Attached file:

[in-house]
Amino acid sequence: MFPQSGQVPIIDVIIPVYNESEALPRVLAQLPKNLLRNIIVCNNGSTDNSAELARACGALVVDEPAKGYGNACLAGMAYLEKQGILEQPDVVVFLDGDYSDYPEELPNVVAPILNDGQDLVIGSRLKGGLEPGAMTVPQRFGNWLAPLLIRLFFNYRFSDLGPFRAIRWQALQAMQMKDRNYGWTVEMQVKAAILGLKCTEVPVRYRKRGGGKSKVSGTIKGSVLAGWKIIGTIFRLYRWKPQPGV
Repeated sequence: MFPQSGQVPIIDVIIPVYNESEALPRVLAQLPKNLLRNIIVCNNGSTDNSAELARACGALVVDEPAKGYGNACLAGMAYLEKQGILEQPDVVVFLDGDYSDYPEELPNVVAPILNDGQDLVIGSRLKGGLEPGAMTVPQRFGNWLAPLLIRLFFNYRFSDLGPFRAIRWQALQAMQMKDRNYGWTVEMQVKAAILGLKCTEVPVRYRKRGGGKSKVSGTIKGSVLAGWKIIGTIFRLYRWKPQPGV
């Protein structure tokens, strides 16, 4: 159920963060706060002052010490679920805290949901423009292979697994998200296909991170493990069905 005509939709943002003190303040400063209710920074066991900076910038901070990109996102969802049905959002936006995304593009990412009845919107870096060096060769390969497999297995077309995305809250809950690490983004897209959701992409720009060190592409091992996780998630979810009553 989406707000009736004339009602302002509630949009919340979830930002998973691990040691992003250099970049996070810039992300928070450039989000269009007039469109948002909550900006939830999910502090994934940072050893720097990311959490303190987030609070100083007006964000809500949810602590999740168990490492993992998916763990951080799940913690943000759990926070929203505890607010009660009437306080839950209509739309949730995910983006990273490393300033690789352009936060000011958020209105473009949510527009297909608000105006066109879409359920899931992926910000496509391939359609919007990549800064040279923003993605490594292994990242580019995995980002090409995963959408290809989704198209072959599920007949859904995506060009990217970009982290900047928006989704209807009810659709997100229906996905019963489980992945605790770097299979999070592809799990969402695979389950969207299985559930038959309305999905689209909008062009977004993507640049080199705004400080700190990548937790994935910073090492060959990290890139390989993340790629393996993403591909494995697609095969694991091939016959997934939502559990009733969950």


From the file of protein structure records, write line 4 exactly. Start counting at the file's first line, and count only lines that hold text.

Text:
């Protein structure tokens, strides 16, 4: 159920963060706060002052010490679920805290949901423009292979697994998200296909991170493990069905 005509939709943002003190303040400063209710920074066991900076910038901070990109996102969802049905959002936006995304593009990412009845919107870096060096060769390969497999297995077309995305809250809950690490983004897209959701992409720009060190592409091992996780998630979810009553 989406707000009736004339009602302002509630949009919340979830930002998973691990040691992003250099970049996070810039992300928070450039989000269009007039469109948002909550900006939830999910502090994934940072050893720097990311959490303190987030609070100083007006964000809500949810602590999740168990490492993992998916763990951080799940913690943000759990926070929203505890607010009660009437306080839950209509739309949730995910983006990273490393300033690789352009936060000011958020209105473009949510527009297909608000105006066109879409359920899931992926910000496509391939359609919007990549800064040279923003993605490594292994990242580019995995980002090409995963959408290809989704198209072959599920007949859904995506060009990217970009982290900047928006989704209807009810659709997100229906996905019963489980992945605790770097299979999070592809799990969402695979389950969207299985559930038959309305999905689209909008062009977004993507640049080199705004400080700190990548937790994935910073090492060959990290890139390989993340790629393996993403591909494995697609095969694991091939016959997934939502559990009733969950």